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Association of Retired Senior IPS Officers (ARSIPSO)

This is with reference to my letter No. ARSIPSO/GS-BSD-4/2023 dated. 10/08/2023 on the 4th B.S. Das Memorial Lecture, which had to be rescheduled for unavoidable reasons.

The 4th B.S.Das Memorial Lecture to be delivered by Shri Anil Kumar Sinha, IAS (Retd.), on the subject Disaster Management: Creating Safer Communities, has now been rescheduled for October 14, 2023 as per the following:

Conference Room No. 2, India International Centre, Max Mueller Marg, New Delhi, October 14, 2023 (Saturday)

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by Shanker Sen

The new federal agency for the investigation of terrorism can act effectively only if the personnel are efficient, writes Sankar Sen

The Mumbai carnage is a watershed in the countrys troubled history of dealing with terrorism. It heralded the advent of catastrophic terrorism. The terrorists displayed skill, sophistication and ruthlessness, and caused devastation on an unprecedented scale. At long last the country has woken up to the dire threat it faces from global jihadi terrorism. The Indian Parliament, with a rare display of unity among the political parties, has now passed laws to create the National Investigation Agency to investigate cases anywhere in the country relating to terrorist violence. It has also passed the Unlawful Activities (Prevention) Amendment Act, 2008, which provides more teeth to the earlier act. The Statement of Objects and Reasons for the National Investigation Agency Act of 2008 clearly states, ...over the past several years India has been the victim of large scale terrorism sponsored across the borders. The need for setting up an agency relating to terrorism and certain other acts, which have national ramifications, has long been felt.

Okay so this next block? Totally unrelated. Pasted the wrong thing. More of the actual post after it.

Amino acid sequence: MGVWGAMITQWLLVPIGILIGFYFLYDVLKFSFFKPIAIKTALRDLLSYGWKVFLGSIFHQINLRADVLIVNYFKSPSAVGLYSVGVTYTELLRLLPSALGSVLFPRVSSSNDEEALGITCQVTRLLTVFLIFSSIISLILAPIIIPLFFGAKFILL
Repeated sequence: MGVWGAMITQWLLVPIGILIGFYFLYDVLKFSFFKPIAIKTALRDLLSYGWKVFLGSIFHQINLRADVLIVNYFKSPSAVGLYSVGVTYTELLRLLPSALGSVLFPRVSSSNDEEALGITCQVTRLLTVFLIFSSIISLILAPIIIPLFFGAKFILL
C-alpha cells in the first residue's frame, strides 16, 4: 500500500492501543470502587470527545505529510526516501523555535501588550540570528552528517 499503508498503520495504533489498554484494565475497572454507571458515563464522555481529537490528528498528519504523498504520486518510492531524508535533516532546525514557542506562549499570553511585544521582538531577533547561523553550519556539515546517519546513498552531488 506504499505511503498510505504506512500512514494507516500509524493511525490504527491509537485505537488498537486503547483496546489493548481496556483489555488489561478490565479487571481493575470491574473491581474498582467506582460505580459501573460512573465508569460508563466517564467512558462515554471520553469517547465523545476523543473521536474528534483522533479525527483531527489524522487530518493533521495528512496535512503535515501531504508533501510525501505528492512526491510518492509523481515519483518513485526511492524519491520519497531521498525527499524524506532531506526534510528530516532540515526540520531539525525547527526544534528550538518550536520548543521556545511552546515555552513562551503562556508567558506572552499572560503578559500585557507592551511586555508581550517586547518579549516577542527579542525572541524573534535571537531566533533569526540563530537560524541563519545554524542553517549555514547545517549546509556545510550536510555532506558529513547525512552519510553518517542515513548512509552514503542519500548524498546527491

Several experts and committees, including the administrative reforms commission in its report, have also made recommendations for establishing such an agency. These measures are, though belated, necessary to combat the monstrous phenomenon of terrorism. It does not require much clairvoyance to predict that serious terrorist violence will continue to rock the country with greater intensity in the coming days.

However, a federal investigating agency and stringent anti-terrorist laws will not be of much avail unless there are competent and efficient police officers and men to man the NIA and vigorously investigate terrorist crimes. Unfortunately, the hard fact is that the police all over the country have become thoroughly unprofessional and politicized. Constant extraneous pressure and interference in the recruitment, transfer and posting of police officers and men have worked havoc with the forces efficiency and professionalism. All this has corroded the morale of the force.